His contemporaries called him the Customs Officer (Le Douanier), in reference to his day job as a toll collector in Paris. Mostly a self-taught artist, Henri Rousseau didn’t start painting until he was in his 40s. With his childlike naiveté and vivid imagination, the Frenchman fell right in with the Post-impressionists, having an everlasting impact on modern art. André Breton, the French poet, would later say that Rousseau’s art was “painted poetry” that anticipated Surrealism.
Set between reality and dream, The Sleeping Gypsy is one of Rousseau’s most iconic works. This is how the artist described it in a letter to the mayor of Laval, his hometown:
“A wandering Negress, a mandolin player, lies with her jar beside her (a vase with drinking water), overcome by fatigue in a deep sleep. A lion chances to pass by, picks up her scent yet does not devour her. There is a moonlight effect, very poetic. The scene is set in a completely arid desert. The gypsy is dressed in oriental costume.”
In a portrayal quite unusual of a woman in the 19th century, the gypsy is a wandering artist, fully independent to roam the world and follow her heart’s desires. The original title in French, The Sleeping Bohemian, reinforces her identity as an artist, as she sleeps with her mandolin beside her.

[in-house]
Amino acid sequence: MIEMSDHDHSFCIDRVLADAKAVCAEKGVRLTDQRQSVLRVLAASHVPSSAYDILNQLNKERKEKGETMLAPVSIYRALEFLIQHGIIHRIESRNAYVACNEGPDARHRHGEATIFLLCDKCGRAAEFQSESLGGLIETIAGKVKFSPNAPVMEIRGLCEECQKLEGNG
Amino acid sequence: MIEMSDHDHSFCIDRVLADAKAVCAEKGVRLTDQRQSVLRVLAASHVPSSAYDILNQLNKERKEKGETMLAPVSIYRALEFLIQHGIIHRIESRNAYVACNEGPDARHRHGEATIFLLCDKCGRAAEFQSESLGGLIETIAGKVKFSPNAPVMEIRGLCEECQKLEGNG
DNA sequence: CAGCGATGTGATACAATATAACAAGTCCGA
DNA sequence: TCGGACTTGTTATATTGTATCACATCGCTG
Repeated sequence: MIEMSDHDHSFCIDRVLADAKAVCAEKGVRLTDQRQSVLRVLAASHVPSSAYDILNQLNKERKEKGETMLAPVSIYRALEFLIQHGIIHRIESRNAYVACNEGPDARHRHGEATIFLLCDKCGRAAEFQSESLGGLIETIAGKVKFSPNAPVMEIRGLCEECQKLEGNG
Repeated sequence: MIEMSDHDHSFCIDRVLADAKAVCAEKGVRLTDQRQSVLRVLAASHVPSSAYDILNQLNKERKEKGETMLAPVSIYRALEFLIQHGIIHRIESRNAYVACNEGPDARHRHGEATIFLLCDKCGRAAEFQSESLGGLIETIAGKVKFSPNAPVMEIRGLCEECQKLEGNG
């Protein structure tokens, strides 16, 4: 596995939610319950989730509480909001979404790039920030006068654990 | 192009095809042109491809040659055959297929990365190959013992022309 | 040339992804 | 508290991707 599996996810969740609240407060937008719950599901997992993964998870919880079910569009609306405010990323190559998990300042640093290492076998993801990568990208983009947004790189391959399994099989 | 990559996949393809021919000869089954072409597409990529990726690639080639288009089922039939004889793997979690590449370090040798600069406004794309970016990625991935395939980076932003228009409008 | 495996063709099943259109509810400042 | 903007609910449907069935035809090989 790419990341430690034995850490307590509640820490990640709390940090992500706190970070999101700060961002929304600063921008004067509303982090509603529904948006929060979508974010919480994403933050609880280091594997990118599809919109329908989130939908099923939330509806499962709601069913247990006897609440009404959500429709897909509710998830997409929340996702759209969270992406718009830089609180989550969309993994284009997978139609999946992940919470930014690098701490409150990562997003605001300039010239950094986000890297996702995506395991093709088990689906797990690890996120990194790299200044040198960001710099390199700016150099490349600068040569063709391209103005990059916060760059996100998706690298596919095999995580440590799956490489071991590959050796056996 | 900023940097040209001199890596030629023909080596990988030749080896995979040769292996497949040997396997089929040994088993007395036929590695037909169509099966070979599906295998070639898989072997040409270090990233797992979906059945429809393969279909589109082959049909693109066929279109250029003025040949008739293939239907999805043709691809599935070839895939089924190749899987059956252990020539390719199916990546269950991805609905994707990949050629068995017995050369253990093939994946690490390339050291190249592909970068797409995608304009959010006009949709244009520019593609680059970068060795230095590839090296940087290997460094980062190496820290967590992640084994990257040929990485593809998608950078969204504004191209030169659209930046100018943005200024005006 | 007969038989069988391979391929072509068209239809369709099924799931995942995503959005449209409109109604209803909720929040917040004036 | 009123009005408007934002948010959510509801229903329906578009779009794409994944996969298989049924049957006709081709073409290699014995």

Unlike Rousseau’s other exotic paintings, here the artist has replaced the luxurious flora of the jungle with the aridity of the desert. There is deep stillness and peacefulness in this enchanting, moon-washed landscape, with the woman appearing to be asleep, but having her eyes slightly open, as if in a trance.
Rousseau achieves a perfect harmony between sleep and consciousness, the animal kingdom and the human world, art and nature. We do not know if the lion’s mysterious presence is merely a dream or if the animal inexplicably chose not to attack the woman, for she looks like she belongs to the desert.
There has been a lot of speculation about Rousseau’s particular choice to depict a gypsy. Some say that Rousseau found himself in the persona of a wanderer and a fringe artist, while others think the imagery was inspired by the story of Mary of Egypt, the patron saint of penitents. Mary herself spent decades in the desert as an ascetic, repenting for her sins. After her death, it is said that a lion appeared next to her, licking her feet, an image that was adopted by popular culture. If Rousseau had indeed internalized this story, the religious significance doesn’t take away from the mystery and archetypal beauty of the painting, adding instead a more subliminal dimension.